Oct 22, 2009 12:50 PM by Associated Press

'Double bubble' means more building trouble

That big whoosh you're hearing is the air rushing out of a commercial real estate bubble.

More than two years into the worst housing crisis in decades, commercial real estate is shaping up as the second half of what some are calling a "double bubble." Owners of shopping malls, hotels, office space and apartment buildings - and the bankers who financed them - face a major crunch over the next two years as the mortgages on those properties start coming due.

Much like homeowners who now owe more on their mortgage than their house is worth, many commercial property owners have seen the value of their properties plummet, increasing the risk of default on hundreds of billions in commercial real estate loans.

That is expected to put more stress on thousands of banks that have already been deemed "not too big to fail."

"I have never seen anything this bad," said Dan Tishman, CEO of Tishman Construction, one of the nation's leading construction and management firms, comparing the current slide to major commercial real estate busts in the 1980s and '90s.

Even as economists and federal officials point to recent signs that the recession may be ending, there's widespread concern that commercial real estate could pose a threat to the recovery. Federal Reserve Chairman Ben Bernanke told members of the House Financial Services Committee this month that "commercial real estate remains a very serious problem."

Though the market is only about a third the size of the $22 trillion residential market, in some ways the problem for commercial real estate is more severe. Unlike home mortgages that run for 15 or 30 years, much of the roughly $1.6 trillion in commercial real estate loans outstanding involves much shorter terms of three to seven years. Many of the loans were written at the height of the boom.

"There was this unbelievable bout of lending that occurred all on a very short term," said Tishman. "With short maturities you've squeezed the accordion as close as you can get and caused a lot more refinancing in a short period of time."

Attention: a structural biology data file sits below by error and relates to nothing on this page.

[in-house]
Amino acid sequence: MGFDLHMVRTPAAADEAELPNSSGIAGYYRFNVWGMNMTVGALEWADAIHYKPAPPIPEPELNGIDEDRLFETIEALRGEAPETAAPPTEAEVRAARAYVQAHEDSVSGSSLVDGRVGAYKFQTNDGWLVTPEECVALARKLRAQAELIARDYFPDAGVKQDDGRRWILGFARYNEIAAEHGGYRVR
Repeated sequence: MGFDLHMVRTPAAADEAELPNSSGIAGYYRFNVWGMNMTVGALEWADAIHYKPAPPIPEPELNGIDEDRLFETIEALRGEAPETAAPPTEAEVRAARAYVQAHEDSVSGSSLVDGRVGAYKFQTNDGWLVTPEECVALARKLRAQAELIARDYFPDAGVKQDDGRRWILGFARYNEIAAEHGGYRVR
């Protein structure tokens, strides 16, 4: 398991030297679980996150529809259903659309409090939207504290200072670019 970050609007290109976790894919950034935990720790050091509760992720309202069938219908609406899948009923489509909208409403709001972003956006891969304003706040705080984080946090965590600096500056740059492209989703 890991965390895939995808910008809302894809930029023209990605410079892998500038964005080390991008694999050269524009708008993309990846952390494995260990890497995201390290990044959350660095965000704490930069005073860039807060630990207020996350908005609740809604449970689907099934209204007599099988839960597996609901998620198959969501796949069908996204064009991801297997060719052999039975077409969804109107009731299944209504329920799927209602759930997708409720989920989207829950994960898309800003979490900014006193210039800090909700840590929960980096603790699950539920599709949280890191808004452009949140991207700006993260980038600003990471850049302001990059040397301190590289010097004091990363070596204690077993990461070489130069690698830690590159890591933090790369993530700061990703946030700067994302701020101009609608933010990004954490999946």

Commercial real estate became hugely popular with bankers during the boom. In 2006, commercial real estate made up 56 percent of U.S. banks' loan portfolios up from 40 percent a decade earlier, according to FDIC data. For smaller banks with assets under $1 billion the concentration is even higher. Some 74 percent of all loans held by smaller banks are secured by commercial real estate. These roughly 6,500 banks represent some 90 percent of all U.S. banks.

The risk for consumers is that heavy losses on commercial real estate could force banks to tighten lending for home mortgages, car loans and credit cards even further. It also could force bankers to try to offset commercial loan losses by accelerating sales of foreclosed homes, which could put further pressure on home prices.

For commercial real estate owners, the problem starts with the impact of the recession on their properties. Massive layoffs have left office buildings with unrented space. The slowdown in consumer spending is hitting owners of malls and retail space where foot traffic has dried up. Hotel owners have been hurt by the slowdown in travel and tourism.

On top of lost rent, commercial real estate owners who bought properties at the height of the boom have suffered the same fate as homeowners and suffered plunging values. From the peak in mid-2007, commercial property values are down by some 35 percent, according to Moody's.

As commercial real estate loans come due, property owners face the same dilemma as many homeowners. If they sell the property, they'll take a big loss. But to refinance, they'll have to come up with a lot of cash to make up for the value lost since they took out the loan.

Most lenders are not especially interested in foreclosing because they'll lose money selling into a distressed commercial real estate market. That's prompted lenders to undertake a strategy of what industry insiders are calling "pretend and extend."

As long as the commercial property owner is making payments, bankers are willing to delay refinancing for a few years in hopes that the economy and real estate market improve. But it remains to be seen whether that strategy will work.

‘I don't think the banks can hold out that long," said Lesley Deutch, who follows the commercial real estate market for John Burns Real Estate Consulting. "There was a lot underwritten during (the boom); there's just too much to refinance, and the values have gone down too significantly."




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